Format

Send to

Choose Destination
See comment in PubMed Commons below
Exp Cell Res. 1995 Jun;218(2):499-507.

Characterization of human ovarian surface epithelial cells immortalized by human papilloma viral oncogenes (HPV-E6E7 ORFs).

Author information

1
Department of Obstetrics, Gynecology and Reproductive Biology, Brigham and Women's Hospital, Harvard Medical School, Boston, Massachusetts 02115, USA.

Abstract

Primary human ovarian surface epithelial (HOSE) cells were immortalized by a retroviral vector (LXSN-16E6E7) expressing HPV-E6E7 open reading frames (ORF). Immortalizations of primary ovarian epithelial cells were achieved in three of three attempts. Detailed analysis was carried out in one line, HOSE 6-3, selected on the basis of its epithelial morphology. The immortalized line (HOSE 6-3) was nontumorigenic in nude mice when examined at subculture number 20. Cytogenetic analysis confirmed its human origin and detailed karyotypic analysis revealed a mixed karyotype made up of about 60% of diploid and 40% of near-tetraploid cells. Clonal chromosomal aberration was observed in a subpopulation of cells involving a ring chromosome number 9. Immunofluorescence and two-dimensional gel electrophoresis revealed the presence of vimentin and several species of cytokeratin (K7, K8, K18, K19). The profile of the cytoskeletal filaments of HOSE 6-3 cells is largely identical with that of normal ovarian epithelial cells before immortalization. The immortalized ovarian epithelial cells have a lower sensitivity to TGF-beta 1 inhibition compared to normal ovarian epithelial cells. The immortalized line, HOSE 6-3, has altered growth properties including a higher proliferation rate, plating efficiency, and saturation density. The establishment of a continuous line of human ovarian epithelial cells may provide an in vitro model for study of carcinogenesis in human ovarian cancers.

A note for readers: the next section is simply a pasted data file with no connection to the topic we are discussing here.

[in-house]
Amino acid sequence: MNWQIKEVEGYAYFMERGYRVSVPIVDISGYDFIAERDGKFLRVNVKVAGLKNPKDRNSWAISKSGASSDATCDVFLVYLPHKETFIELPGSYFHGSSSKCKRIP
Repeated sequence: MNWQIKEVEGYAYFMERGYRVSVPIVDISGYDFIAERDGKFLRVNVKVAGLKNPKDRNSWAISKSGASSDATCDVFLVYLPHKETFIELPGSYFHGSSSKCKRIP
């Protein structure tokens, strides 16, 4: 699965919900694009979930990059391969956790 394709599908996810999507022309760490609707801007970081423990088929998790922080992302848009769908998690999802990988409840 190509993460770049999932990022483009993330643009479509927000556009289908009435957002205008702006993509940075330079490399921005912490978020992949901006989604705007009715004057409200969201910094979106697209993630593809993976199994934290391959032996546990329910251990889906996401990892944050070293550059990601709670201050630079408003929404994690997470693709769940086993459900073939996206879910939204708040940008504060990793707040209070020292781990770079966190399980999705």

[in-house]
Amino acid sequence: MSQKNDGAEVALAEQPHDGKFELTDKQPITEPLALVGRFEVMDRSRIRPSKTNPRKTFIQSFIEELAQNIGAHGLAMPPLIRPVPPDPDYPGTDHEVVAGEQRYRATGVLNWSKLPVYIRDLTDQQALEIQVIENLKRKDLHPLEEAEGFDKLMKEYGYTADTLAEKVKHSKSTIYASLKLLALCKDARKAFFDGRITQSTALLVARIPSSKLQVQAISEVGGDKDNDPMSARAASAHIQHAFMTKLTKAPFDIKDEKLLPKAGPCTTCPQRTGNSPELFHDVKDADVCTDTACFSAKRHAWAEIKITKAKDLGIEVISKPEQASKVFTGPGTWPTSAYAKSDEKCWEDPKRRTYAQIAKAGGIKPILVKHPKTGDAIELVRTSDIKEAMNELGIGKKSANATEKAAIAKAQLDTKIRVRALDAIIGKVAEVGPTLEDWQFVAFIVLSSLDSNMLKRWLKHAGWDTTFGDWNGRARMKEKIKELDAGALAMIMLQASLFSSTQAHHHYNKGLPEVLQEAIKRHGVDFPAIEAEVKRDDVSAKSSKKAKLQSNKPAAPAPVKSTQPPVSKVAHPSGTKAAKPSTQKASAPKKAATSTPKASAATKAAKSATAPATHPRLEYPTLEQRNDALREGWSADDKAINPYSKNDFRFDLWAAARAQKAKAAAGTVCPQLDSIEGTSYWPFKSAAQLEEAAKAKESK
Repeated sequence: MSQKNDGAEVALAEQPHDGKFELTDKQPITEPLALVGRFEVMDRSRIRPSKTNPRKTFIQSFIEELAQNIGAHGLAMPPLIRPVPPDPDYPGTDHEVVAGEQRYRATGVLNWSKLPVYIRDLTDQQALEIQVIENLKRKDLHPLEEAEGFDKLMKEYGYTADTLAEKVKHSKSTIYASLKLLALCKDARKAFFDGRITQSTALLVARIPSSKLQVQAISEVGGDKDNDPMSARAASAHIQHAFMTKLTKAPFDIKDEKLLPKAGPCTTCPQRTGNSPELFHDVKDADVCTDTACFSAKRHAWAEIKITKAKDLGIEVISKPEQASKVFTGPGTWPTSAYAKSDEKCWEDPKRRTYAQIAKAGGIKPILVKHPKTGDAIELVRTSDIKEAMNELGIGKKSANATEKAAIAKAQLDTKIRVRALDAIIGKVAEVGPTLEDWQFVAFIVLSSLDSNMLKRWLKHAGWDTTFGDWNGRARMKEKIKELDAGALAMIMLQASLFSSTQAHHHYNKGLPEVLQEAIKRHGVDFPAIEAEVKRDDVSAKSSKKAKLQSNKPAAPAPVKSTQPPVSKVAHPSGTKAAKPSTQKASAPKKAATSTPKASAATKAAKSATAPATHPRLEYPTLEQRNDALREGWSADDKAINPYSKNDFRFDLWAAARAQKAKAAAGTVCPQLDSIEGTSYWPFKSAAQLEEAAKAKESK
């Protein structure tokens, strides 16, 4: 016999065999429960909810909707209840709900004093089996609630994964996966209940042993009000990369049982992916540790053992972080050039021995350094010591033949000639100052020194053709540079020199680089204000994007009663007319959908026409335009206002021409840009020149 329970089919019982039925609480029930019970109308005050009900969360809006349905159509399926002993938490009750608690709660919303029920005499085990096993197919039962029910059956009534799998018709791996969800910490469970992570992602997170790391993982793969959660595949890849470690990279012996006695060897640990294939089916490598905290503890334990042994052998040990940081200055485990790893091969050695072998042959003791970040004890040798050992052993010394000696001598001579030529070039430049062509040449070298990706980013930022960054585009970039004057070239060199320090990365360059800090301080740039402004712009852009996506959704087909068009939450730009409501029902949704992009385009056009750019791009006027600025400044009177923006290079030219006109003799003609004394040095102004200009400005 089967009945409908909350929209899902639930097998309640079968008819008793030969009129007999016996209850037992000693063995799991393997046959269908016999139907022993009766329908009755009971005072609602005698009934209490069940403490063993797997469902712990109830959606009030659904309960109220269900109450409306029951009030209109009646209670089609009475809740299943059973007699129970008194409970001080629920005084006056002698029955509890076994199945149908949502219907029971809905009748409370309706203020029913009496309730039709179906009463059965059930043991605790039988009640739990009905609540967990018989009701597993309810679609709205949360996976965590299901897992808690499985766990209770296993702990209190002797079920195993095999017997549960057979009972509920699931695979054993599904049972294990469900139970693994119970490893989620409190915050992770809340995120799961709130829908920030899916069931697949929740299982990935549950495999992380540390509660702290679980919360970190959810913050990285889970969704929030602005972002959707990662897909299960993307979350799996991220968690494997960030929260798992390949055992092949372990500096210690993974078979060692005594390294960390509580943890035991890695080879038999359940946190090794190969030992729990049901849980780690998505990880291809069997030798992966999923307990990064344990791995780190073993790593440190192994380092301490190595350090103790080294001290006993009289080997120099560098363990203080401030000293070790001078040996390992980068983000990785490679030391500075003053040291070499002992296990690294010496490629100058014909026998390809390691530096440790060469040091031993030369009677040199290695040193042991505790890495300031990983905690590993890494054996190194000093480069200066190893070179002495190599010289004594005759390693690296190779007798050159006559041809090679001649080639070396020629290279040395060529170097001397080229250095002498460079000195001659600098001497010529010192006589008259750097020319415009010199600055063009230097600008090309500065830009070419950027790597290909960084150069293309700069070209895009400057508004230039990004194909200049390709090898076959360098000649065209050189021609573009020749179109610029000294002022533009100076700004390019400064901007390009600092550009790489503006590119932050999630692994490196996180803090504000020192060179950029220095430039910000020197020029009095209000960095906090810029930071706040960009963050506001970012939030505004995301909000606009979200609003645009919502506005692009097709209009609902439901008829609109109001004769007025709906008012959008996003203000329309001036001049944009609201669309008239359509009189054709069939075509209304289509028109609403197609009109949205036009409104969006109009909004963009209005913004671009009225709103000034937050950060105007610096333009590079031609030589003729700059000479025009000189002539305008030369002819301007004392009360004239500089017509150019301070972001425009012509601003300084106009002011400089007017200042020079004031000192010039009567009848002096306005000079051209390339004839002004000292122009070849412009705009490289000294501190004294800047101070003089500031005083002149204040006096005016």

PMID:
7796885
DOI:
10.1006/excr.1995.1184
[Indexed for MEDLINE]
PubMed Commons home

PubMed Commons

0 comments
How to join PubMed Commons

    Supplemental Content

    Full text links

    Icon for Elsevier Science
    Loading ...
    Support Center